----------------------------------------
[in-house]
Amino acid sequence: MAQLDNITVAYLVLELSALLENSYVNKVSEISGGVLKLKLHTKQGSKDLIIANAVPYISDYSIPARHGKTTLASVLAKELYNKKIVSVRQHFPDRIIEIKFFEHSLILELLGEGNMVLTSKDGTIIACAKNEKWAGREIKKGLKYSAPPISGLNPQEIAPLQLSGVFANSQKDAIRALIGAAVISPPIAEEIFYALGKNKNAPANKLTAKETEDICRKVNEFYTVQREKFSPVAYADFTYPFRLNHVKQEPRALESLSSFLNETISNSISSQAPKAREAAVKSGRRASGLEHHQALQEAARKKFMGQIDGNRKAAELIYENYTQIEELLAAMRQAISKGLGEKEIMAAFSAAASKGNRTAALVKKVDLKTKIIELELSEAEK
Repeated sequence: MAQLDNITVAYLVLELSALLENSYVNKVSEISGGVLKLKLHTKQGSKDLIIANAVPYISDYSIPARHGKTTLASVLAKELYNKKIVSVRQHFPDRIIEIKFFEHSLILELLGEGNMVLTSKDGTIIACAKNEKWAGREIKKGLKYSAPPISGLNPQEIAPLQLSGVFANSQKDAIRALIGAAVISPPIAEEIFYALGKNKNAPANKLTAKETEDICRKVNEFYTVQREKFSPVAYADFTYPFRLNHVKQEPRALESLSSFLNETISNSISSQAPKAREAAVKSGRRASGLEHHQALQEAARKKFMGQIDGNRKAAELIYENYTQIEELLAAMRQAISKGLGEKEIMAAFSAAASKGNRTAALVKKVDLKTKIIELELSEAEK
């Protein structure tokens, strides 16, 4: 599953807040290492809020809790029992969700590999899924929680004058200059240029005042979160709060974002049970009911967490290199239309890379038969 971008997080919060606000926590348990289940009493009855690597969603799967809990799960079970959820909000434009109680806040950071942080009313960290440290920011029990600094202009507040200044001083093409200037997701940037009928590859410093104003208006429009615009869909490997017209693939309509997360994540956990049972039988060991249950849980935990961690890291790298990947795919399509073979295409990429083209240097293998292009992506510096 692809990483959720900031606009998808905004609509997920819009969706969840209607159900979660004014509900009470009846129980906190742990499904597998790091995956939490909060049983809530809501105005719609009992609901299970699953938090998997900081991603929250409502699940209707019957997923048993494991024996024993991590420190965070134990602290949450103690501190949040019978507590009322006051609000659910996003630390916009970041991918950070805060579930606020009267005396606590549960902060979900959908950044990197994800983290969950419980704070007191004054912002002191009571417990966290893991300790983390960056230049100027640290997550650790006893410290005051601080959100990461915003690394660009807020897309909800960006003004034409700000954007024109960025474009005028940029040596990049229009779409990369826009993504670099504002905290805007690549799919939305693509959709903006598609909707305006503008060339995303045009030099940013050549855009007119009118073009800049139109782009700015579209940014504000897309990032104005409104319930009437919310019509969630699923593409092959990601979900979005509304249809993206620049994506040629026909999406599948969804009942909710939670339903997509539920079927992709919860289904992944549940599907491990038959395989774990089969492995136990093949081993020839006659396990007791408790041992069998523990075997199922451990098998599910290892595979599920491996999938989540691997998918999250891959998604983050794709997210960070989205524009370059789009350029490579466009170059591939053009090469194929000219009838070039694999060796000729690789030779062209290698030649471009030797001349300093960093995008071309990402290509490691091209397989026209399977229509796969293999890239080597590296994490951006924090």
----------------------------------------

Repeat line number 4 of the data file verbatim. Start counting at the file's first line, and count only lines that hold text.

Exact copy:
């Protein structure tokens, strides 16, 4: 599953807040290492809020809790029992969700590999899924929680004058200059240029005042979160709060974002049970009911967490290199239309890379038969 971008997080919060606000926590348990289940009493009855690597969603799967809990799960079970959820909000434009109680806040950071942080009313960290440290920011029990600094202009507040200044001083093409200037997701940037009928590859410093104003208006429009615009869909490997017209693939309509997360994540956990049972039988060991249950849980935990961690890291790298990947795919399509073979295409990429083209240097293998292009992506510096 692809990483959720900031606009998808905004609509997920819009969706969840209607159900979660004014509900009470009846129980906190742990499904597998790091995956939490909060049983809530809501105005719609009992609901299970699953938090998997900081991603929250409502699940209707019957997923048993494991024996024993991590420190965070134990602290949450103690501190949040019978507590009322006051609000659910996003630390916009970041991918950070805060579930606020009267005396606590549960902060979900959908950044990197994800983290969950419980704070007191004054912002002191009571417990966290893991300790983390960056230049100027640290997550650790006893410290005051601080959100990461915003690394660009807020897309909800960006003004034409700000954007024109960025474009005028940029040596990049229009779409990369826009993504670099504002905290805007690549799919939305693509959709903006598609909707305006503008060339995303045009030099940013050549855009007119009118073009800049139109782009700015579209940014504000897309990032104005409104319930009437919310019509969630699923593409092959990601979900979005509304249809993206620049994506040629026909999406599948969804009942909710939670339903997509539920079927992709919860289904992944549940599907491990038959395989774990089969492995136990093949081993020839006659396990007791408790041992069998523990075997199922451990098998599910290892595979599920491996999938989540691997998918999250891959998604983050794709997210960070989205524009370059789009350029490579466009170059591939053009090469194929000219009838070039694999060796000729690789030779062209290698030649471009030797001349300093960093995008071309990402290509490691091209397989026209399977229509796969293999890239080597590296994490951006924090």